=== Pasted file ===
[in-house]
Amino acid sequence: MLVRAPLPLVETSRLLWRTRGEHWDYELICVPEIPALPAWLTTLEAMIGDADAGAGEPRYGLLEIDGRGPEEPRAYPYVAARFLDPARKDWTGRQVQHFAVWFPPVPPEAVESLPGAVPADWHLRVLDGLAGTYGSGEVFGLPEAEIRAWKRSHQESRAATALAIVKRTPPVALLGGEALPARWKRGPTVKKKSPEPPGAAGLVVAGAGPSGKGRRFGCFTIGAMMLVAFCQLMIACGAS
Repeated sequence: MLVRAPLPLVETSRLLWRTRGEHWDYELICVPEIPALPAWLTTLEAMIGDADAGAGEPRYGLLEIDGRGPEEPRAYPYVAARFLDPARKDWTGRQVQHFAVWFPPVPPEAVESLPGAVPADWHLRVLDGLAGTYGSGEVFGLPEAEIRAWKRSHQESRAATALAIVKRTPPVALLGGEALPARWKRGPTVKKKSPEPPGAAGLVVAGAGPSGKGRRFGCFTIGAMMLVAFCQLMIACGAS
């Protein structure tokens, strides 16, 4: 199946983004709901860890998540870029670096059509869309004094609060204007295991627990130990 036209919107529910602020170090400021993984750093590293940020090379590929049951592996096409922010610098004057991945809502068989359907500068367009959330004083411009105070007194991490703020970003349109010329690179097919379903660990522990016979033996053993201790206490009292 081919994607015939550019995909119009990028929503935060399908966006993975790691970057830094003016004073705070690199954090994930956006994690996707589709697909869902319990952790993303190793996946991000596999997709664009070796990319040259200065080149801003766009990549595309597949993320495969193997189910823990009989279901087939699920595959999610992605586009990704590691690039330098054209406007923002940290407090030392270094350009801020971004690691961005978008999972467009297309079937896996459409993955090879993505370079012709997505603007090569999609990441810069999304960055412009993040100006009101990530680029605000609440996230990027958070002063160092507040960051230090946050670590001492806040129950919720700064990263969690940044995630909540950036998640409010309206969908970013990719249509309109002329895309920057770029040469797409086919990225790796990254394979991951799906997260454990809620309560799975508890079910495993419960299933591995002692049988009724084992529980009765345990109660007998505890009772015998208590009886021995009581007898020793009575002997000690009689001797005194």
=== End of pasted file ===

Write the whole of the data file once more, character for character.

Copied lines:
[in-house]
Amino acid sequence: MLVRAPLPLVETSRLLWRTRGEHWDYELICVPEIPALPAWLTTLEAMIGDADAGAGEPRYGLLEIDGRGPEEPRAYPYVAARFLDPARKDWTGRQVQHFAVWFPPVPPEAVESLPGAVPADWHLRVLDGLAGTYGSGEVFGLPEAEIRAWKRSHQESRAATALAIVKRTPPVALLGGEALPARWKRGPTVKKKSPEPPGAAGLVVAGAGPSGKGRRFGCFTIGAMMLVAFCQLMIACGAS
Repeated sequence: MLVRAPLPLVETSRLLWRTRGEHWDYELICVPEIPALPAWLTTLEAMIGDADAGAGEPRYGLLEIDGRGPEEPRAYPYVAARFLDPARKDWTGRQVQHFAVWFPPVPPEAVESLPGAVPADWHLRVLDGLAGTYGSGEVFGLPEAEIRAWKRSHQESRAATALAIVKRTPPVALLGGEALPARWKRGPTVKKKSPEPPGAAGLVVAGAGPSGKGRRFGCFTIGAMMLVAFCQLMIACGAS
């Protein structure tokens, strides 16, 4: 199946983004709901860890998540870029670096059509869309004094609060204007295991627990130990 036209919107529910602020170090400021993984750093590293940020090379590929049951592996096409922010610098004057991945809502068989359907500068367009959330004083411009105070007194991490703020970003349109010329690179097919379903660990522990016979033996053993201790206490009292 081919994607015939550019995909119009990028929503935060399908966006993975790691970057830094003016004073705070690199954090994930956006994690996707589709697909869902319990952790993303190793996946991000596999997709664009070796990319040259200065080149801003766009990549595309597949993320495969193997189910823990009989279901087939699920595959999610992605586009990704590691690039330098054209406007923002940290407090030392270094350009801020971004690691961005978008999972467009297309079937896996459409993955090879993505370079012709997505603007090569999609990441810069999304960055412009993040100006009101990530680029605000609440996230990027958070002063160092507040960051230090946050670590001492806040129950919720700064990263969690940044995630909540950036998640409010309206969908970013990719249509309109002329895309920057770029040469797409086919990225790796990254394979991951799906997260454990809620309560799975508890079910495993419960299933591995002692049988009724084992529980009765345990109660007998505890009772015998208590009886021995009581007898020793009575002997000690009689001797005194």